Olga García Echeverría
Back in 2014, soon after posting the above picture on FB, Sylvia noticed that the photo of her and her girlfriend Lillian, interlocked in a kiss, had suddenly disappeared from her wall. Someone had “disapproved” and reported the picture, claiming the image contained nudity.
es nuestra bella revolución...
Being queer doesn't violate any official Facebook Terms; however, nudity, bullying, graphic violence, and spam do. I imagine whoever reported Sylvia and Lillian's picture must have felt limited by the FB categories that constitute “offensive.” What? No box for Homosexual Activity? No box for Against My Religion? Nudity, I'm assuming, was the closest category to reach for, although even this seems illogical and desperate, since there isn't even an exposed forearm or a hint of cleavage in the photo. Es puro beso. Es puro amor. Yet, someone was so bothered by it that he/she went out of her/his way to attempt to erase it.
Este beso que tanto te molesta
está hecho de cuerpo
sangre y miel
It's one of the most ancient expressions of love. Whether learned or instinctual, it's become one of the most natural ways to demonstrate affection, un beso, a kiss. Who doesn't love a good kiss? The lips, the tongue, the taste of someone you desire. Neruda said it well:
There was thirst and hunger, and you were the fruit...
Oh the bitten mouth, oh the kissed limbs,
Oh the hungering teeth, oh the entwined bodies...
Los besos nos salvan y nos llenan de pasión, a veces de ilusión, even if for brief delectable moments. In mainstream culture, the heterosexual kiss is pimped beyond belief. It's ubiquitous. It's romanticized. It's sanctified by Church and State and Media.
And the queer kiss?
“the queer beso
not of this earth”--Mónica Palacios
Some may argue that a kiss is a kiss is a kiss, and sure it is, but queer kisses are, still, too often repressed, deemed obscene, viewed as unnatural, sinful. Whereas the hetero kiss prances around full of entitlement and legitimacy, the queer kiss gets hated on, bullied, pushed into the shadows, silenced, ignored, shamed, condemned. It gets reported on FB as offensive.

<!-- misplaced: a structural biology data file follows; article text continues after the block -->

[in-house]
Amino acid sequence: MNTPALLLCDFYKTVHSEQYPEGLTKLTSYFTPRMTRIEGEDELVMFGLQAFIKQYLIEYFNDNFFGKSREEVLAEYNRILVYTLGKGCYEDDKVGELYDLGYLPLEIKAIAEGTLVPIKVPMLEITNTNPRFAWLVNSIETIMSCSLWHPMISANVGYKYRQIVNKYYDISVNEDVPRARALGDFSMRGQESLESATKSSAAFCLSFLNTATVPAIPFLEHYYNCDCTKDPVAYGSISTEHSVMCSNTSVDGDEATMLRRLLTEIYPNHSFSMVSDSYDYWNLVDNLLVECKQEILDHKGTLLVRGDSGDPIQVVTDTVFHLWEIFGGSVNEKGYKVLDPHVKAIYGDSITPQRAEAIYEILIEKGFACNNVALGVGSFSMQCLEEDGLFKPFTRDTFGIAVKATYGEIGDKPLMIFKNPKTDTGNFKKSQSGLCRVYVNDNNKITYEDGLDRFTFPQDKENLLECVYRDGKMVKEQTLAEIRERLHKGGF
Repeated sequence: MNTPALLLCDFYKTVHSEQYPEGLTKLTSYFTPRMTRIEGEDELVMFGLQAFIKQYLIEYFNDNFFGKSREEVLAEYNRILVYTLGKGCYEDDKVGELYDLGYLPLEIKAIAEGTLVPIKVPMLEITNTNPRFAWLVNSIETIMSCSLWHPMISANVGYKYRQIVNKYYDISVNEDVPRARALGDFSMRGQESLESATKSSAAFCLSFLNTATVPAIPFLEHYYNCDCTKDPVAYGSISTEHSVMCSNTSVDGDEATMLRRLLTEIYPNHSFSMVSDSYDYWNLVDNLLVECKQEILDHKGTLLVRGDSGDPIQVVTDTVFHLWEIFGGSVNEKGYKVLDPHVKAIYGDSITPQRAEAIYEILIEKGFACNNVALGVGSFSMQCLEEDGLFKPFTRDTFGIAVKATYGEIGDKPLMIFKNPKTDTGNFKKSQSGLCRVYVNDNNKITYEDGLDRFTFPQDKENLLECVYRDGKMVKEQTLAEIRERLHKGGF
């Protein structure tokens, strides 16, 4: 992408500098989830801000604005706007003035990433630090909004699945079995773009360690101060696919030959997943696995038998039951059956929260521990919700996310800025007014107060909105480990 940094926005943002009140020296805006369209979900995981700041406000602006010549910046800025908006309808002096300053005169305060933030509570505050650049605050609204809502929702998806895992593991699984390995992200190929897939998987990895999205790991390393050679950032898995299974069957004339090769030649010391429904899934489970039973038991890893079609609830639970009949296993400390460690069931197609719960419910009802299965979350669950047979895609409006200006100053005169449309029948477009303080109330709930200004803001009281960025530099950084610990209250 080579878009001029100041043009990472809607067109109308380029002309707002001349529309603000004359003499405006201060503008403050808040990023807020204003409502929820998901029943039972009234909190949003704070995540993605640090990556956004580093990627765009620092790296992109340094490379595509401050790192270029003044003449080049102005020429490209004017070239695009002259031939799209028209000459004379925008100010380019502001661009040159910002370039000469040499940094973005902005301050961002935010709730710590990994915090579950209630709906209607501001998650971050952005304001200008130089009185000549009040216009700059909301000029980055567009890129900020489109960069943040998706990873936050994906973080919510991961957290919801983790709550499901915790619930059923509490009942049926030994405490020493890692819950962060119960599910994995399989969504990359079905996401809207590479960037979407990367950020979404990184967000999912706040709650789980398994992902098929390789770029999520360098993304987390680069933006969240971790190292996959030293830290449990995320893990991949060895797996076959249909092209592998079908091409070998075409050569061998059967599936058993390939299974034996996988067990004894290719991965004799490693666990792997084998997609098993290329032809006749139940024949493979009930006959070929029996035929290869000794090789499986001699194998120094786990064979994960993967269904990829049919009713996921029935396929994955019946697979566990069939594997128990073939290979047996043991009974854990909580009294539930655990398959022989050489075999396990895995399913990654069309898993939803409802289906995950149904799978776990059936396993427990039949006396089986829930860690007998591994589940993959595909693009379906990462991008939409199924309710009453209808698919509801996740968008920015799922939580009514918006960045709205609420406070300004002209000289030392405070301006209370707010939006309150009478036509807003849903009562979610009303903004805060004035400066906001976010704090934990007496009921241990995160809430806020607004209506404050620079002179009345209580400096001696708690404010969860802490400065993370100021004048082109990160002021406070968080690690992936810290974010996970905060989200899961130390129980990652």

Like women's wombs, the queer kiss also gets heavily legislated, regulated, controlled. It gets attacked with laws and bills and bibles and when that doesn't work, it gets assaulted with non-regulated semi-automatic weapons.
Este beso es dulzura
Es la cereza de la vida
¡Oye tú te comes la tuya
y después me quieres quitar la mía!
Which brings me to Orlando on June 12th, 2016. To Pulse Nightclub on Queer Latin Night. To a 29-year-old assailant named Omar Mateen. To a semi-automatic weapon that was a piece of cake (a joke) to purchase. To the horrific murder of 49 men and women and the wounding of 50 others whose only crime was being themselves and seeking out a good time on a Saturday night. Goddamn!
It's hard not to talk about Orlando in fragments, in broken pieces with a broken heart, because that's what Orlando is—so many lives shattered in an instant; the ugly faces of extremism and homophobia and violence (both homegrown and foreign fed) staring back from the broken mirror that is our country, our failed government, our own terrifying reflection. I know that if we're not sickened and enraged enough to act, then we're doomed. Again. And again. And again.
Yet, I don't know exactly how to deal with Orlando. Like so many others, I've spent a good part of the week in shock, wondering, “What makes a person hate so much?” It's the question I keep coming back to. I'm sure Mateen wasn't born hating queers. Nobody is. Just like nobody's born being a bigot.
On Tuesday, I stopped by to visit my mother after work. She didn't know I was coming. I could hear her TV as I made my way up the stairs, the news in Spanish blasting. Everything was Orlando. Orlando. Orlando. When she saw me at the door, the first thing she said was “Ay, que terrible.” I nodded in agreement. Then she turned off the TV and walked over to hug me. There was fear and sadness in her embrace, and also something else I couldn't quite name. Maybe it was a sense of relief that I was there in her arms, alive and well. She has two queer children, my brother and me.